It is a lot easier to obtain hon­est opin­ions from poten­tial buy­ers when the owner is not around.

It also cre­ates a pos­sib­il­ity that a buyer may approach you in order to nego­ti­ate you down on the price.

Leave it up to your real estate agent to do their job, and trust them when they give you advice, it is out of many years of experience.

3. Tak­ing poten­tial buy­ers’ com­ments per­son­ally – bear in mind that neg­at­ive feed­back is good feedback

As the homeowner, you are likely to take it per­son­ally when buy­ers point out every pos­sible flaw con­cern­ing your home.

You may think that each view or com­ment is a com­plaint against how you have main­tained your home over time, which is just nat­ural.

The truth is that each obser­va­tion from the buy­ers, while it can be harsh at times, has noth­ing to do with you, as the home seller. There­fore, you need not take any­thing they say per­son­ally.

There have been cases where sellers declined some offers, because they took things too per­son­ally after receiv­ing neg­at­ive com­ments about their home.

While it is some­times easy to take things per­son­ally when selling some­thing that you own, doing so should be avoided as far as pos­sible.

As soon as you decide to put your home on the mar­ket, it is essen­tial to start detach­ing your­self from it on an emo­tional level. Real estate trans­ac­tions are often aggress­ive and chal­len­ging given that sellers want the highest price, while the buy­ers want the low­est price possible.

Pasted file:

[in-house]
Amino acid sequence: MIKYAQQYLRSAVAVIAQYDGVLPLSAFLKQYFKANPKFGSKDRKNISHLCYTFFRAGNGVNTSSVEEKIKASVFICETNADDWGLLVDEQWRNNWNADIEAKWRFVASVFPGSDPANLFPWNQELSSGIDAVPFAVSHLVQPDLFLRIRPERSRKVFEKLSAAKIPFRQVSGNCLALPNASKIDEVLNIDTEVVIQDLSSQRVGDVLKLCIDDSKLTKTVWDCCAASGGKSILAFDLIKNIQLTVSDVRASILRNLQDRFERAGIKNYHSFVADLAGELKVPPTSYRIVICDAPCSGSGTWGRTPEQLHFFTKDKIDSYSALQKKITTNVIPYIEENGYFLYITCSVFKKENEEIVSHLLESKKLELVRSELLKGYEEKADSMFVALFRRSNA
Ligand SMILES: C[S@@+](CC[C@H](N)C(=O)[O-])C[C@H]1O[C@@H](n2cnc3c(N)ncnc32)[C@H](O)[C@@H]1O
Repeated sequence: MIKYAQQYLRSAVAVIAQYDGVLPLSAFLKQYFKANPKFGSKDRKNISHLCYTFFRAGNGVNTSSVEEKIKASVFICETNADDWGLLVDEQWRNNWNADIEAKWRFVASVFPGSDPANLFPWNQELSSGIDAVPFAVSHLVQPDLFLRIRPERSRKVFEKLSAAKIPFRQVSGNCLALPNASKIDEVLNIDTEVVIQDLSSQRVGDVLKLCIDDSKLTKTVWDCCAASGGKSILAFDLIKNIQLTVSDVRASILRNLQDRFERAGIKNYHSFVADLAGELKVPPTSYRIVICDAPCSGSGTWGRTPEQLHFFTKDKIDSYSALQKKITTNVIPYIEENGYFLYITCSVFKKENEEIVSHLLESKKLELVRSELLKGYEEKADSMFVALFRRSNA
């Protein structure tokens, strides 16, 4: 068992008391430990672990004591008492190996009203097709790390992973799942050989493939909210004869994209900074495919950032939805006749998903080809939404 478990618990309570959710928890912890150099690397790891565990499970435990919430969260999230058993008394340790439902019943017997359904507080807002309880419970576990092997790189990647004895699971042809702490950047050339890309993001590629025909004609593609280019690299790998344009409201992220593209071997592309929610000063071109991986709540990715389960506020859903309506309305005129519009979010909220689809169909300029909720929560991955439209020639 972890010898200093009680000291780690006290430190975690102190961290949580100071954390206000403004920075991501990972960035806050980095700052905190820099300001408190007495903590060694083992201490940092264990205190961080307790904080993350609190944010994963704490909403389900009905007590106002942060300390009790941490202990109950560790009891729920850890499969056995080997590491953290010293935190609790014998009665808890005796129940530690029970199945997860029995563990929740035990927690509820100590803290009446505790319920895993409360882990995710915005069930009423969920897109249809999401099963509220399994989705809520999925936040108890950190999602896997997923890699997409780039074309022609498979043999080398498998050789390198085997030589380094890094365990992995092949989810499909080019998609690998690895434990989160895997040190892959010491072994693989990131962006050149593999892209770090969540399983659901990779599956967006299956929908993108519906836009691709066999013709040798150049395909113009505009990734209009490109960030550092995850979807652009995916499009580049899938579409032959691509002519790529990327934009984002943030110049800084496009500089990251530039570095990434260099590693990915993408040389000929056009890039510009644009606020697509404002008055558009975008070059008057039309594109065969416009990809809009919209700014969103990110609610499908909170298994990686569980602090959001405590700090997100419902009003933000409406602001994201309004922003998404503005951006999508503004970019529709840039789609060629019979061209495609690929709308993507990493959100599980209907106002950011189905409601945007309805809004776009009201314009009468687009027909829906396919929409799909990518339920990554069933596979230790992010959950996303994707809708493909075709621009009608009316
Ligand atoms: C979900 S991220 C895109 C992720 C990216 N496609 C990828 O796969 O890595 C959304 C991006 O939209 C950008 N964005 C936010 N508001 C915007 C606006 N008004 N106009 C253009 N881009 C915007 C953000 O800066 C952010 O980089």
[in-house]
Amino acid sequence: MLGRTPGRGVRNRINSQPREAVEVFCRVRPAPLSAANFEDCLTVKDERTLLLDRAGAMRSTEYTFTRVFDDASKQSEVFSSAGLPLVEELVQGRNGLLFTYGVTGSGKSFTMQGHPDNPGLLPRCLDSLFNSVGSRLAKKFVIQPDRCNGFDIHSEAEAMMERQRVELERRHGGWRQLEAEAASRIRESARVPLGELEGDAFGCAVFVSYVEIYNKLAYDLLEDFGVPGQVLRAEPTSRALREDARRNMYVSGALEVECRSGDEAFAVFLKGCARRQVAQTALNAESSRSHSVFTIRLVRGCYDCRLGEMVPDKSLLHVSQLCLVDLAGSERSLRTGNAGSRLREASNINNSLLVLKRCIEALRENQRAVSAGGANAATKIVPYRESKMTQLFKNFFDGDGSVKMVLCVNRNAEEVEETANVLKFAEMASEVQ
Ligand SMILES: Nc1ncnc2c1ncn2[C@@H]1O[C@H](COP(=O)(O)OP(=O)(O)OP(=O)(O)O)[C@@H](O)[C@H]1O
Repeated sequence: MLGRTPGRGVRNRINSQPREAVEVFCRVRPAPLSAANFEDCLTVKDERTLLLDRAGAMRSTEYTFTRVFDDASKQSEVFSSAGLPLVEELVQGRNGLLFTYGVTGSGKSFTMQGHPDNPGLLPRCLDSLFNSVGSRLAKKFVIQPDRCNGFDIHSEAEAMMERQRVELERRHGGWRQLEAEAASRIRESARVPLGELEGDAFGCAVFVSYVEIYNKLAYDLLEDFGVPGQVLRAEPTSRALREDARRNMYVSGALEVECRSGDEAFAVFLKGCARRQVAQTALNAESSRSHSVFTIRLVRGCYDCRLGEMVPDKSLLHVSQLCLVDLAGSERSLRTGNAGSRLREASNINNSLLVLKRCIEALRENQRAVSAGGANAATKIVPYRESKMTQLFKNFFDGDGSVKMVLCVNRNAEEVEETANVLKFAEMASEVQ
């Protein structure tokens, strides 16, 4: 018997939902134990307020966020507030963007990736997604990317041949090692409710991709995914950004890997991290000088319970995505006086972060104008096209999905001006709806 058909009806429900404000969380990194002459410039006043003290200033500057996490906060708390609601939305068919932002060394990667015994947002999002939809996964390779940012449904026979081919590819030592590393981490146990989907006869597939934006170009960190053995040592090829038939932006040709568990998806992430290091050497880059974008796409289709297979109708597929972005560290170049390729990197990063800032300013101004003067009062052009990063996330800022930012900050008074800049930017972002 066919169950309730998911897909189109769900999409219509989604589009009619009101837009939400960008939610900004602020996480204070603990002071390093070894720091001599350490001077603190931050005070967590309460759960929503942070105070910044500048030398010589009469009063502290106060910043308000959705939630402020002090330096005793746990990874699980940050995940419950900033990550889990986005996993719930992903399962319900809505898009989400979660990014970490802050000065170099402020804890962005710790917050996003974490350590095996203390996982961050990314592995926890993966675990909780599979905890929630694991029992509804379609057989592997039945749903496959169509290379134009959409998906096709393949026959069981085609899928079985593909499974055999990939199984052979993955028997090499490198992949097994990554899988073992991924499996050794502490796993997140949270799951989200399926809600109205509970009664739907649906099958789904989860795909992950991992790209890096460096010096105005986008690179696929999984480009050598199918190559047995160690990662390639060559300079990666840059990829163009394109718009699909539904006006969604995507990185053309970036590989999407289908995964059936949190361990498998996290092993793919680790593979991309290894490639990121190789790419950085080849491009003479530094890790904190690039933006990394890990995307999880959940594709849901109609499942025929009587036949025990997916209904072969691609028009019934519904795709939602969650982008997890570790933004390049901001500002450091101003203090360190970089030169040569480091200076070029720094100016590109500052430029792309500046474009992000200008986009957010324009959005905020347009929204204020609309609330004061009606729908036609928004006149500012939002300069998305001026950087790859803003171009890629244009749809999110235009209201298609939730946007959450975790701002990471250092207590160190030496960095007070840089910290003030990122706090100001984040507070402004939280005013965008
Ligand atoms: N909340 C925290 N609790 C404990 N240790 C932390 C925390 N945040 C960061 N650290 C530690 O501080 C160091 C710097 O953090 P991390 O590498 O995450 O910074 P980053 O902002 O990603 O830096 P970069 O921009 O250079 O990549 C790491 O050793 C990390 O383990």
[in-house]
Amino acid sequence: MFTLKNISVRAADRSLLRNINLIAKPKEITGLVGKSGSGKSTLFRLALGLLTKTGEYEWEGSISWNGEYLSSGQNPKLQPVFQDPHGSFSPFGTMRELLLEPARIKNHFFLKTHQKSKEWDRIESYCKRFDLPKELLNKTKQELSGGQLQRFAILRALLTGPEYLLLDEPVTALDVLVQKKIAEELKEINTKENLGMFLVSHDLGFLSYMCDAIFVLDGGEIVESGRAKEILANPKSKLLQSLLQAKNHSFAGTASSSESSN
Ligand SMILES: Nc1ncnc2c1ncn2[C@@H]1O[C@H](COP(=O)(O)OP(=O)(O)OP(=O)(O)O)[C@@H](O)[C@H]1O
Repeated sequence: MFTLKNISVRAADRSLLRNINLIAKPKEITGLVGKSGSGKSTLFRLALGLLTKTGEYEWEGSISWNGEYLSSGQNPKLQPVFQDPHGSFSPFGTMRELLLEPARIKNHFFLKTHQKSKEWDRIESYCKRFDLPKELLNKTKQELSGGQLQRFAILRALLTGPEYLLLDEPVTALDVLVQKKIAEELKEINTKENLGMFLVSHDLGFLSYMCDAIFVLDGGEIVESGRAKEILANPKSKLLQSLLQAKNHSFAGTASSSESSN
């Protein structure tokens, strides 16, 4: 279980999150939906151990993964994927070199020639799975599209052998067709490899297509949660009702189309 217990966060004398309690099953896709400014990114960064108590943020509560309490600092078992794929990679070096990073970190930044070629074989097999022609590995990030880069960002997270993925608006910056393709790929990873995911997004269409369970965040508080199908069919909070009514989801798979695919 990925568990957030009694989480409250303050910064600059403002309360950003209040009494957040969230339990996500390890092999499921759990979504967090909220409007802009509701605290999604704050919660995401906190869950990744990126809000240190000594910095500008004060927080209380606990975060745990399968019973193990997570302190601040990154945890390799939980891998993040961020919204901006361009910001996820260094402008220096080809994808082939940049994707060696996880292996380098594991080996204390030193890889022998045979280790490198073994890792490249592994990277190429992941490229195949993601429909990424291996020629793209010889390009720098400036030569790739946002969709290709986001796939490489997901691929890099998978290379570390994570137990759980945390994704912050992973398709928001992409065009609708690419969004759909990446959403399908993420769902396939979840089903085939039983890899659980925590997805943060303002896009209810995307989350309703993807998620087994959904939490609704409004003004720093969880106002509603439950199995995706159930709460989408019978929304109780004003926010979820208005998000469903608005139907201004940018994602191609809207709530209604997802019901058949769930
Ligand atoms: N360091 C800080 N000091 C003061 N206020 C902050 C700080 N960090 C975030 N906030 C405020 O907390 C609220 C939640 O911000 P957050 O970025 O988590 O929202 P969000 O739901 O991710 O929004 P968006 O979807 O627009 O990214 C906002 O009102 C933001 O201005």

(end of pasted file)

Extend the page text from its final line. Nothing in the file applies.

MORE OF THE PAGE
For all the above men­tioned reas­ons, home sellers should use exper­i­enced and reput­able real estate agents to pro­tect them from the entire pro­cess (this is how good agents earn their money).

Real estate agents are able to fil­ter rel­ev­ant inform­a­tion, dis­tin­guish the genu­ine buy­ers form the tyre kick­ers and meet with the buy­ers only when they have received a ser­i­ous offer.

This helps take the stress and emo­tional drain that hap­pens dur­ing this pro­cess (believe me this can become an emo­tional roller coaster all in one day, just ask any agent).


Emo­tional things to be aware of as a seller:

• Early bids can often spook you and make you think that you under-priced your property. 35478370_l

• The prop­erty is cor­rectly priced when an early offer is close to the ask­ing price, as long as the ask­ing price is sim­ilar to the mar­ket price.

It is coun­ter­pro­duct­ive to wait for a bet­ter offer, as it can lead to a prop­erty lan­guish­ing on the market.

• Nego­ti­ations will nor­mally include buy­ers point­ing out each flaw of your prop­erty.
While it is cer­tainly dis­heart­en­ing to hear the com­ments, it is a very a good sign.
It typ­ic­ally means that the buy­ers are ser­i­ous about the property.

It is essen­tial that you accept that there will some­times be cri­ti­cism and recog­nises it as a valu­able nego­ti­at­ing tool.

At the same time, you should avoid tak­ing it too per­son­ally and pre­vent your­self from walk­ing away from a pro­spect­ive sale due to any type of emo­tional reac­tions that you may have.

As real estate agents it is our job to medi­ate the entire selling pro­cess so that it is as smooth and com­fort­able for you as pos­sible, how­ever as an owner we under­stand that you are selling what may be your greatest asset and there­fore there will be emo­tions and chal­lenges you will have to face.

That’s why we insist on work­ing as a team with our vendors to achieve a com­mon goal and share the load for the jour­ney to come.

Want more of this type of information?

Jhai Mitchell


Jhai is the Internet Marketing Business Development Manager for Elders Toongabbie and Kings Langley. He has been consistently quoted in the Sydney Morning Herald and Real Estate Business online. Visit his blog at www.realestatesevenhillsnews.com.au